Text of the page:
Trustee offers basic training for candidates

By Jennifer Yang
Published by Parentcentral.ca on November 23, 2009

It was the big pink elephant in the room no one could ignore – and it was swigging mini-bar booze while wearing taxpayer-funded lingerie.

The scandals plaguing Toronto's Catholic school board were front and centre for attendees at Saturday's trustee "boot camp," held at the Catholic board centre near Yonge St. and Sheppard Ave. E.

Billed as a crash course for anyone hoping to run for trusteeship in next November's municipal election, the event included everything from campaign tricks to a history lesson on the origins of the Catholic school board.

But for the 30-odd people in attendance, there was really just one reason many of them were there.

"Frankly, I'm here because of the situation with expenses," said Paulo Martins, who has two children attending St. Robert Catholic School. "It's shameful."

Retired high school administrator Maryann Mulveney had much the same reasons for attending boot camp. "I read the paper and I was appalled at what I read," she said as she introduced herself to the room. "(The trustees) obviously started with honourable intentions. What happened to them?"

It's a question many would like to see answered. Over the past few years, the Catholic school board has been tainted by a long trail of scandals, with conflict-of-interest allegations, unauthorized benefits and lavish expenditures that include everything from lingerie, mini-bar booze and Caribbean vacations, all bought on the taxpayer's dime.

In June 2008, the province seized control of the board after it failed to balance its budget, effectively rendering trustees powerless. And this month, two long-serving trustees were slapped with conflict-of-interest allegations, barely a year after former trustee Oliver Carroll was booted for contravening the Municipal Conflict of Interest Act.

Ward 6 trustee Rob Davis, who joined the board shortly after the spending scandals, blames the problems on those who were "wilfully blind to their responsibilities."

Davis spearheaded Saturday's trustee boot camp and paid for the event himself. He said the idea came to him a few months ago, after realizing how little people understand what trustees do.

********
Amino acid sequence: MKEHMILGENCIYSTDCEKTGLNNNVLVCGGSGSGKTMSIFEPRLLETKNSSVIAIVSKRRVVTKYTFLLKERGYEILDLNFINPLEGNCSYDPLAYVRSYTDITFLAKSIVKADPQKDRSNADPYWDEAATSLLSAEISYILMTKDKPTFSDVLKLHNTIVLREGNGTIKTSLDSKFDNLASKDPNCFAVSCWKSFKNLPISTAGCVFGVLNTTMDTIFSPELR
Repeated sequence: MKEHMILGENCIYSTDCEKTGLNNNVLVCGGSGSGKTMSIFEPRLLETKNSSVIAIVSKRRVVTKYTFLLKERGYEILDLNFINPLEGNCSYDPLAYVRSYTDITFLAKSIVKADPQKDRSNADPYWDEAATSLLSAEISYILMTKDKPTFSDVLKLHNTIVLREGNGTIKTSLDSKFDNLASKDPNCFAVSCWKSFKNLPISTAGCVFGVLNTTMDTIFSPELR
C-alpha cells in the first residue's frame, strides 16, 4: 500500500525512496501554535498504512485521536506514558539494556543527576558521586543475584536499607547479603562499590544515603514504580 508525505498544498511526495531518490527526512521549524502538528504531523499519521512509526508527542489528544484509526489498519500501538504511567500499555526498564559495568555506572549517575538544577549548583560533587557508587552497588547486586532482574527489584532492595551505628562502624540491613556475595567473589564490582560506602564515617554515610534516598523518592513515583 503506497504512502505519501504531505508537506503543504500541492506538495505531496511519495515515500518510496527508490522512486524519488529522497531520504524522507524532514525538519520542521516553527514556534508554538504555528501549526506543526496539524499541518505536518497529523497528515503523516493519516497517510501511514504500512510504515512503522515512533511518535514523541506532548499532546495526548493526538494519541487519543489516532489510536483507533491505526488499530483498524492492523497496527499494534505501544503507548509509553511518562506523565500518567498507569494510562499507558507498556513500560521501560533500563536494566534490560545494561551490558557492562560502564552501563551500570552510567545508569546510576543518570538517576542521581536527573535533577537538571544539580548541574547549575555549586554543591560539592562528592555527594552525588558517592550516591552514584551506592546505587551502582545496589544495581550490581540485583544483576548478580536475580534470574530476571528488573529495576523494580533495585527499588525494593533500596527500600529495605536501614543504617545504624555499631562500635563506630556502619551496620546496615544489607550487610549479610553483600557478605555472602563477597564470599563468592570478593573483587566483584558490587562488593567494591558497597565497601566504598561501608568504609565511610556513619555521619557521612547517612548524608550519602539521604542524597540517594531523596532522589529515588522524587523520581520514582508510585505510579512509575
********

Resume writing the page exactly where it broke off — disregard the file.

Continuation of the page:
It is a job that's much harder then people realize, he says.

"To be honest, I hope (boot camp) is frightening people away from running because I want people who are truly committed to put their name forward. This is a job unlike any other."

Davis also wanted to attract a more diverse cast of candidates.

"No disrespect to the current trustees, but we're not reflective of the students we serve," he explained. "I like the ethnic diversity here (at boot camp)."

Indeed, many of Saturday's attendees were immigrants hailing from such far-flung places as Burundi, Guatemala and Guyana. Participants asked questions and took careful notes, listening attentively to the handful of speakers, including trustees John Del Grande and Catherine LeBlanc-Miller and lawyer Stephen D'Agostino, who gave a quickie primer on the Municipal Conflict of Interest Act.

Shortly before the session ended, Davis led his would-be trustees on a brief tour through the boardroom chamber. He directed everyone to stand behind the row of tables – where the trustees normally sit – and they gazed out at the room, taking in the cavernous ceiling and rows of seating in the gallery.

For Juan Vasquez, it was an inspiring moment. The Guatemalan immigrant said he'd been contemplating a run for school board trustee and participating in boot camp has convinced him to go for it.

"Hearing about what happened with the Catholic school board, I thought that (boot camp) was a great idea," he said. "It was very inspiring just to look and picture myself there (as a trustee). Hopefully, one day I can be sitting there."